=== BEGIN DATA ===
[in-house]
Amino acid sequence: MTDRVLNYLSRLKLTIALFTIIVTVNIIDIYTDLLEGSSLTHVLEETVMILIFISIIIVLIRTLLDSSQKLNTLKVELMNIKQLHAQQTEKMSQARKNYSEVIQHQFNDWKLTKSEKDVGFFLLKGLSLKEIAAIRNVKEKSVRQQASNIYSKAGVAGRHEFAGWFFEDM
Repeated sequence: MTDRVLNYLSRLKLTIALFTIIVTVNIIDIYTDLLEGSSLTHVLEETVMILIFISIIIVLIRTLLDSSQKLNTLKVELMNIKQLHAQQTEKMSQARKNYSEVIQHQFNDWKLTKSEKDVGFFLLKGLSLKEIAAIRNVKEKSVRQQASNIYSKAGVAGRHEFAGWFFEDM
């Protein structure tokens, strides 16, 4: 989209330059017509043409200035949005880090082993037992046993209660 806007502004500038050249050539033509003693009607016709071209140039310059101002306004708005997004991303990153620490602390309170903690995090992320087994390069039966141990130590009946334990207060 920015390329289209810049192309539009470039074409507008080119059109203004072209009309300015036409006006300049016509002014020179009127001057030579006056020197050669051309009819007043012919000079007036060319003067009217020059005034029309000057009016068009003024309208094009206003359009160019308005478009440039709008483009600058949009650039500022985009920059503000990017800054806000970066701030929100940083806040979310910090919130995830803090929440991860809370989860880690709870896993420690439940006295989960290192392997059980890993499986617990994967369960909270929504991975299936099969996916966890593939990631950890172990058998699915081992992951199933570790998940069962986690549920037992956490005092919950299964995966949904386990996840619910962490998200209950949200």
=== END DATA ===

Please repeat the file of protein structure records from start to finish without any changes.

[in-house]
Amino acid sequence: MTDRVLNYLSRLKLTIALFTIIVTVNIIDIYTDLLEGSSLTHVLEETVMILIFISIIIVLIRTLLDSSQKLNTLKVELMNIKQLHAQQTEKMSQARKNYSEVIQHQFNDWKLTKSEKDVGFFLLKGLSLKEIAAIRNVKEKSVRQQASNIYSKAGVAGRHEFAGWFFEDM
Repeated sequence: MTDRVLNYLSRLKLTIALFTIIVTVNIIDIYTDLLEGSSLTHVLEETVMILIFISIIIVLIRTLLDSSQKLNTLKVELMNIKQLHAQQTEKMSQARKNYSEVIQHQFNDWKLTKSEKDVGFFLLKGLSLKEIAAIRNVKEKSVRQQASNIYSKAGVAGRHEFAGWFFEDM
């Protein structure tokens, strides 16, 4: 989209330059017509043409200035949005880090082993037992046993209660 806007502004500038050249050539033509003693009607016709071209140039310059101002306004708005997004991303990153620490602390309170903690995090992320087994390069039966141990130590009946334990207060 920015390329289209810049192309539009470039074409507008080119059109203004072209009309300015036409006006300049016509002014020179009127001057030579006056020197050669051309009819007043012919000079007036060319003067009217020059005034029309000057009016068009003024309208094009206003359009160019308005478009440039709008483009600058949009650039500022985009920059503000990017800054806000970066701030929100940083806040979310910090919130995830803090929440991860809370989860880690709870896993420690439940006295989960290192392997059980890993499986617990994967369960909270929504991975299936099969996916966890593939990631950890172990058998699915081992992951199933570790998940069962986690549920037992956490005092919950299964995966949904386990996840619910962490998200209950949200």